`I'm gay, and I'm happy for my constituents to know about it'

In the run-up to a Commons debate on lowering the homosexual age of consent, another MP comes out of the closet

THE LABOUR MP Gordon Marsden yesterday publicly acknowledged that he was gay, becoming the second politician in a week to confirm his homosexuality.

Mr Marsden, the MP for Blackpool South, used an interview in his local paper to go on the record about his sexuality, and said that it was not a defining influence on his politics. Earlier, David Borrow, the 45-year- old Labour MP for Ribble South in Lancashire, also declared his homosexuality.

The men join a growing list of politicians who have come out of the closet. Chris Smith, Stephen Twigg and Ben Bradshaw are all openly gay, and the environment minister Angela Eagle came out last year in an interview with The Independent.

But the former Conservative MP and journalist Matthew Parris said yesterday that coming out was so routine it had ceased to be interesting. "Labour MPs seem to be coming out all over the place," he said. "Some of them are people we have never even heard of before but we are in a new climate of sexual liberation and it could well be a bid for some personal publicity."

Angela Mason, the director of Stonewall, said that homosexuality was becoming more accepted in all walks of life and that had filtered back to Parliament.

"People are just refusing to live their lives in the closet any more, and thousands are coming out in all areas and claiming equality," she said. "Parliament is simply reflecting those changes."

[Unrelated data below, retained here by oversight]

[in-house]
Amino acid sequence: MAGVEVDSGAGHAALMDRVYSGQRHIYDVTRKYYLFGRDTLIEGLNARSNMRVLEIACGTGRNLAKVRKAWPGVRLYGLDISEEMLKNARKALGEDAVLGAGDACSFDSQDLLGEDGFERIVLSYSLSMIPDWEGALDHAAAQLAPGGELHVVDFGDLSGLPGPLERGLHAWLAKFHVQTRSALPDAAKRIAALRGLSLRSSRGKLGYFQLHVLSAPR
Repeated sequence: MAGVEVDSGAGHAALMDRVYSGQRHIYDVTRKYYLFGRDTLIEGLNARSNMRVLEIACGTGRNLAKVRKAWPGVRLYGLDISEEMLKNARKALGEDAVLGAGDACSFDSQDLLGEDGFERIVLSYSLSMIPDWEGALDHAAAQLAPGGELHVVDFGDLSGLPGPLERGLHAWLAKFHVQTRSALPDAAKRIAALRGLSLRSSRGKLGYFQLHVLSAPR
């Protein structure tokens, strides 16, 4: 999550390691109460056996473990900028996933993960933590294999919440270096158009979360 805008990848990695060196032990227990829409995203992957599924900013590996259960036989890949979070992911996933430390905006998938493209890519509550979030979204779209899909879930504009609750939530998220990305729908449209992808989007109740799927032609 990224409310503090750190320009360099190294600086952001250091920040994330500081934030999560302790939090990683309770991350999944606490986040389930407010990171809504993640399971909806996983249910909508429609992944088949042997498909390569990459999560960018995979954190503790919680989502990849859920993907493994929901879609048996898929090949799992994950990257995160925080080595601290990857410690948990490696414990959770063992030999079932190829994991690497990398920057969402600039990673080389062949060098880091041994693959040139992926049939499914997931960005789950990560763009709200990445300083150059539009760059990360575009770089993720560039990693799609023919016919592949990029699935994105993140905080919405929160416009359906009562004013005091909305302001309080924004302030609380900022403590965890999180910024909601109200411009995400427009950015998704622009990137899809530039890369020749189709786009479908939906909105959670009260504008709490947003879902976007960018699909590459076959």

She suggested that a forthcoming vote on lowering the age of homosexual consent from 18 to 16 had precipitated Mr Marsden's and Mr Borrow's decisions.

"They both wanted to be able to speak in the debate and discuss the issue openly," she said.

Mr Marsden, a former historian and lecturer who won an 11,616 majority at the last election, said there was no reason why his constituents should not know of his sexuality.

"Many people in Blackpool already know - I believe my constituents have the right too. I have made no attempt to hide it or mislead people," he said. "This is merely the first time I have gone on record and spoken publicly about it."

He said he shared a home with his long-term partner, named only as Richard, in Brighton. They met 12 years ago in London.

"I'm a politician first and a gay man second. I am not a single-issue MP. Being gay is part and parcel of what I am, who I am."

His declaration would come as no surprise to those who knew him best, he added. "I don't lead a double life. Most of them know. Some have met my partner. But a politician stands for election, not their partners, or their parents. They have a right to lives of their own."

Even the Conservative party seems to be relaxing its stance on the issue of homosexuality, although no Tories in the current House have admitted to being gay. In the last parliament, one Tory MP, Michael Brown, admitted to being gay. He is currently writing parliamentary sketches for The Independent.

Famous five

Environment minister, Angela Eagle, 37, (Wallasey): "I'm in a long-term and happy relationship. I happen to be with a woman."

Ben Bradshaw, 36, (Exeter): "Gayness is now mainstream: why behave as though we're still in the ghetto?"

Stephen Twigg, 30 (Enfield Southgate): "I think it is positive if public figures can say they are lesbian or gay."

Culture minister Chris Smith, 46, (Islington South): "Gay men are different - that doesn't mean we are not as valid as any other citizen."

David Borrow, 45, (South Ribble): "I think it is appropriate at this point to be honest with the people of South Ribble."

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